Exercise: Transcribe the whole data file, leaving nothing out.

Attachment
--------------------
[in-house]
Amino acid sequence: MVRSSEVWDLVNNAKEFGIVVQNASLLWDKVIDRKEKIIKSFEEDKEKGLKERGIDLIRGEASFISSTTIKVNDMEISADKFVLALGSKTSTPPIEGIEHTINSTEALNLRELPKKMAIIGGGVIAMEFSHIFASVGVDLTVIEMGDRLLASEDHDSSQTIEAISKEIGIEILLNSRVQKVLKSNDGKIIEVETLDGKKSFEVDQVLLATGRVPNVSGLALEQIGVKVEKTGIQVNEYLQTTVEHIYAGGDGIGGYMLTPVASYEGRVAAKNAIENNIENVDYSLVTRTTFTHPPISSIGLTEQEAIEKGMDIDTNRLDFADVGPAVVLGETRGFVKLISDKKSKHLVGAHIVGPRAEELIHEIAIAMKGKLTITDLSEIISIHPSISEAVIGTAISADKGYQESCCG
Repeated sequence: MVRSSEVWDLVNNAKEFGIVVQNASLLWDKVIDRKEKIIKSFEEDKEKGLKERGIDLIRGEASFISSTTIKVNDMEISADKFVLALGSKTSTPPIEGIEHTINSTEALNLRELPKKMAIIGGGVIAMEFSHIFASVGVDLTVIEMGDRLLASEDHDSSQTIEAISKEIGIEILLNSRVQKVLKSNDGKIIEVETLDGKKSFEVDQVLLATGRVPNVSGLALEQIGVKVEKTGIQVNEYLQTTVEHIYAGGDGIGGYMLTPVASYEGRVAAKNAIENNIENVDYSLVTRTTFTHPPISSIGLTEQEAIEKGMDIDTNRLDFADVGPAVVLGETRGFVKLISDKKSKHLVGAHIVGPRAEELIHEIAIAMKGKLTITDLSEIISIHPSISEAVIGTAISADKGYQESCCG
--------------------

[in-house]
Amino acid sequence: MVRSSEVWDLVNNAKEFGIVVQNASLLWDKVIDRKEKIIKSFEEDKEKGLKERGIDLIRGEASFISSTTIKVNDMEISADKFVLALGSKTSTPPIEGIEHTINSTEALNLRELPKKMAIIGGGVIAMEFSHIFASVGVDLTVIEMGDRLLASEDHDSSQTIEAISKEIGIEILLNSRVQKVLKSNDGKIIEVETLDGKKSFEVDQVLLATGRVPNVSGLALEQIGVKVEKTGIQVNEYLQTTVEHIYAGGDGIGGYMLTPVASYEGRVAAKNAIENNIENVDYSLVTRTTFTHPPISSIGLTEQEAIEKGMDIDTNRLDFADVGPAVVLGETRGFVKLISDKKSKHLVGAHIVGPRAEELIHEIAIAMKGKLTITDLSEIISIHPSISEAVIGTAISADKGYQESCCG
Repeated sequence: MVRSSEVWDLVNNAKEFGIVVQNASLLWDKVIDRKEKIIKSFEEDKEKGLKERGIDLIRGEASFISSTTIKVNDMEISADKFVLALGSKTSTPPIEGIEHTINSTEALNLRELPKKMAIIGGGVIAMEFSHIFASVGVDLTVIEMGDRLLASEDHDSSQTIEAISKEIGIEILLNSRVQKVLKSNDGKIIEVETLDGKKSFEVDQVLLATGRVPNVSGLALEQIGVKVEKTGIQVNEYLQTTVEHIYAGGDGIGGYMLTPVASYEGRVAAKNAIENNIENVDYSLVTRTTFTHPPISSIGLTEQEAIEKGMDIDTNRLDFADVGPAVVLGETRGFVKLISDKKSKHLVGAHIVGPRAEELIHEIAIAMKGKLTITDLSEIISIHPSISEAVIGTAISADKGYQESCCG